Dennis Spritzer bids farewell to longtime position
Photo by: 
Kate Gienapp

There are many words used to describe Dennis Spritzer: Musician. Practical joker. Kind. Hardworking. Ornery. Teacher. Friend.

Spritzer is a familiar name in the Gunnison Valley. The longtime local has roots in both Gunnison and Crested Butte that span more than a century. The son of a seamstress and a banker, Spritzer stuck around, leaving only to serve in the Air Force for four years during Vietnam before coming back home.

He’ll retire from his post as Gunnison’s fire marshal this week. But Spitzer isn’t just a Gunnison fire marshal, but the city’s only to date. He accepted the position on June 22, 1981 after responding to an ad in the Gunnison Country Times. That was after he had graduated from Western State College with a dual degree in business administration and industrial arts.

“I came over here a couple days later, and got hired that same day,” said Spritzer. He’s been at the helm ever since, dedicating his life to service for nearly four decades.

 

Commitment to education

Spritzer’s first winter on the job was no cake walk — and in the midst of the bitter cold, there were more than 28 chimney fires reported in a single month.

According to Spritzer, wood stoves grew in popularity in the early ’80s, leading to improper installations, clogged chimneys and, of course, fires.

Amid the proliferation of preventable fires, Spritzer was spurred into action, with his initial focus on education of both himself and the community.

Throughout his career, he obtained many fire safety-related certifications, including Fire Fighter I, Fire Fighter II and Fire Officer III, affectionately known as the Old Fogies Certification — bestowed to individuals completing numerous career milestones in education, training and service.

He’s also acquired numerous accolades over the years, including the State of Colorado Fire Service Leadership Award, Robert R. Williams Memorial Firefighter of the Year Award, Leadership in Fire Prevention and Life Safety Award, and District Chiefs Award in 2003 and 2006. He started the Gunnison County Hazardous Materials Response Team and served on the Colorado State Board of Certified Hazardous Materials Inspectors.

But Spritzer’s commitment to education didn't stop with his own. He’s also credited with instigating a fire safety education program, which has included a puppet show for school children and one-on-one “facts of fire” sessions with young people.

Spritzer also made the safety of the schools within the community a top priority. His proudest moments include installing sprinkler systems in every school within the Fire Protection District — from Gunnison Elementary School and Gunnison High School to Western’s campus.

“It took a lot of years to get that done, but now we’re looking good,” said Spritzer. “You never know how many fires you prevent, but you do prevent some.”

 

Close ties are key

For Spritzer, it’s camaraderie that makes the job special. Whether it’s building new relationships with those in the community or the brotherhood of the fire department, he keeps close ties. Spritzer also has served as Gunnison’s fire chief since 2014 and will continue in that position for the first part of next year.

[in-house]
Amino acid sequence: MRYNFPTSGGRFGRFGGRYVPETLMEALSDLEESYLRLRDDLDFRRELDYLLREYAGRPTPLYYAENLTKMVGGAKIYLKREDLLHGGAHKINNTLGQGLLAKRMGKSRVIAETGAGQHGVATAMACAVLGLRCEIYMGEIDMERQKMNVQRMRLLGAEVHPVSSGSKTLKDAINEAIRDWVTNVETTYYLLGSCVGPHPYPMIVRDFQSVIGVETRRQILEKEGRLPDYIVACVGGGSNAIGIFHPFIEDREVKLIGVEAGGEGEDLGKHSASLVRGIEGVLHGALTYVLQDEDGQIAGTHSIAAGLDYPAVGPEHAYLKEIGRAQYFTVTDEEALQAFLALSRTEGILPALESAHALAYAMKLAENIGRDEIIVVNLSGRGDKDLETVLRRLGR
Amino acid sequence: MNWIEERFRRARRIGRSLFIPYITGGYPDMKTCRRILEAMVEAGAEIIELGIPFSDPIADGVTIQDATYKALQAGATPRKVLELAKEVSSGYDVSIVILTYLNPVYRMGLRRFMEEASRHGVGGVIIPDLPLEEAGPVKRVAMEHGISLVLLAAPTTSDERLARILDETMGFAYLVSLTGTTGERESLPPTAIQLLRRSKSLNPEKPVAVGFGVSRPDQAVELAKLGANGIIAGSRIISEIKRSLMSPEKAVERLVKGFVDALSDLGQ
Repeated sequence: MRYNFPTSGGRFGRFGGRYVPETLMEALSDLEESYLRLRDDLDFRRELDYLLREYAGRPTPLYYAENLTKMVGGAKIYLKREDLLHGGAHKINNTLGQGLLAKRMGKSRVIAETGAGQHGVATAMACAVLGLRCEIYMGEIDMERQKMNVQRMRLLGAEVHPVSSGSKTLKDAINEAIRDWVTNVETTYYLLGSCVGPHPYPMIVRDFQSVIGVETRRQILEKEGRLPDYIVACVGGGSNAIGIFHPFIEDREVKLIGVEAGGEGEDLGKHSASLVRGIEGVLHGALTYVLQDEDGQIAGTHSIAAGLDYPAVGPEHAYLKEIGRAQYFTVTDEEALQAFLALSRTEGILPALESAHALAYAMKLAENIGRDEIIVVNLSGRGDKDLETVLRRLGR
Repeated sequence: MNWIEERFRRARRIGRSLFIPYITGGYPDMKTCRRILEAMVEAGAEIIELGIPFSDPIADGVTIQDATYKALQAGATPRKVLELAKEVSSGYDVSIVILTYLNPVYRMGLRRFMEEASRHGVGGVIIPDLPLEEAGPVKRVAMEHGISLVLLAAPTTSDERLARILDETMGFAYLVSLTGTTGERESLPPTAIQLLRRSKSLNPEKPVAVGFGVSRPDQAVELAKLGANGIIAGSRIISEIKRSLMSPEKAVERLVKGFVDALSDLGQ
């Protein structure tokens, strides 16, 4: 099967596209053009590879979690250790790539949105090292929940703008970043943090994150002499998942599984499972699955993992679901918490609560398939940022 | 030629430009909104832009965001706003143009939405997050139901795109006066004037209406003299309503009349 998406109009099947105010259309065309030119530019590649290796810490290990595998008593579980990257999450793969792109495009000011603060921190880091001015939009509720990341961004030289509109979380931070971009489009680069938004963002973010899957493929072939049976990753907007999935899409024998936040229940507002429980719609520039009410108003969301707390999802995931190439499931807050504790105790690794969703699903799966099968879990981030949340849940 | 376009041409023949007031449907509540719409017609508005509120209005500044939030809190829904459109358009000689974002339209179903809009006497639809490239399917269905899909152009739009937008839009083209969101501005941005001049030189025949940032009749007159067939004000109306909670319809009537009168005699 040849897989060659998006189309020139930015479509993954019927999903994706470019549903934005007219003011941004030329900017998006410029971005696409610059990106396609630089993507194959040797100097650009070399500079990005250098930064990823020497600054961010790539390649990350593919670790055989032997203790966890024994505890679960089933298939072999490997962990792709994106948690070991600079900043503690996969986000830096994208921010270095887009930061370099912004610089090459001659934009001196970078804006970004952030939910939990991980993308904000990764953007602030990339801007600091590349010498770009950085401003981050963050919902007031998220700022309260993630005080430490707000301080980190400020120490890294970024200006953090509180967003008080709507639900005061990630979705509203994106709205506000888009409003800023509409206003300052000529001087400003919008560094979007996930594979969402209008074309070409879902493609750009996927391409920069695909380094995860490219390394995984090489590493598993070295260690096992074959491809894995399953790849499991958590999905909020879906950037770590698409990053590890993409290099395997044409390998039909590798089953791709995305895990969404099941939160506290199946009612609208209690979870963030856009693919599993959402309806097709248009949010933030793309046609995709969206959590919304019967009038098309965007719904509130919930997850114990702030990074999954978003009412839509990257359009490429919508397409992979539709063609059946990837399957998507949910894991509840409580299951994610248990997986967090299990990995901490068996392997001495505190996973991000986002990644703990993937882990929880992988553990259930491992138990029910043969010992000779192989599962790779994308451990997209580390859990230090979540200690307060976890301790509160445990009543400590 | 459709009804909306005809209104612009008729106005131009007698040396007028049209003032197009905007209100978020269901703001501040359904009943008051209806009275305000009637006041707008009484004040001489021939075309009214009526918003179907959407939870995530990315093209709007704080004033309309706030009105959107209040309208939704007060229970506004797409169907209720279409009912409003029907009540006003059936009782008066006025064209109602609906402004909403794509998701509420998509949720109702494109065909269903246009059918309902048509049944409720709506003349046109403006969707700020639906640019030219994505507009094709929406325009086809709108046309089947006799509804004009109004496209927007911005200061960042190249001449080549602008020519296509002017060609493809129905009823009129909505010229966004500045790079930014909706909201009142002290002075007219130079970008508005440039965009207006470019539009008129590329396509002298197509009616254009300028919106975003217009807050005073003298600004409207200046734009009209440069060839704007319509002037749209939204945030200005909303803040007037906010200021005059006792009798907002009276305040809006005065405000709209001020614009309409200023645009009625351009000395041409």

“I’ve always been amazed with the volunteers here. It takes a lot of their time in the fire service,” he added.

Jo Anne Stone, who served as the Emergency Services coordinator in Gunnison County for 45 years, has known Spritzer since he was a boy, and had the opportunity to work alongside him for many years as well.

“He’s always been like a son to me,” said Stone, who worked with Spritzer on a wide variety of projects, including securing vital fire equipment and working on wildfire plans for nearly 20 subdivisions.

Spritzer also played guitar with Stone’s son in a band called Mid-Life Crisis, which provided entertainment for a slew of city events over the years.

“Dennis’ sister Loretta was the drummer,” Stone laughed.

It doesn't hurt that he loves living in the Gunnison Valley either, where can he fish and hunt as he pleases.

“The outdoor activities, no place can touch it, at least no place I’ve seen,” said Spritzer.

 

‘It’s been a great career’

As Gunnison’s first official fire marshal, there’s no doubt that Spritzer has left an impression on those in the community.

“He’s one of a kind, and he’s a historic figure,” said Gunnison Mayor Jim Gelwicks.

“Everything he’s done for fire safety in the community is incredible,” added Gunnison Councilor Jim Miles, a former local fire chief himself. “It’s been an honor to serve with him my 35 years.”

For Miles, one of Spritzer’s many legacies will be the programs and outreach he’s implemented over the years.

“We would not be where we are in this department if it wasn't for him,” said Miles.

Colleagues at the city agree.

“His commitment to the education of the youth and the community during fire safety month and throughout the year has been admirable,” said Building Inspector Eric Jansen. “Dennis has been a mentor and a great asset to the development of my knowledge and skills as a building official.”

Yet, always humble, Spritzer is equally as thankful to those around him as they are of him.

“I want to thank the community for letting me have all these years of service,” smiled Spritzer. “It’s been a great career.”

 

(Kate Gienapp can be reached at 970.641.1414 or kate@gunnisontimes.com .)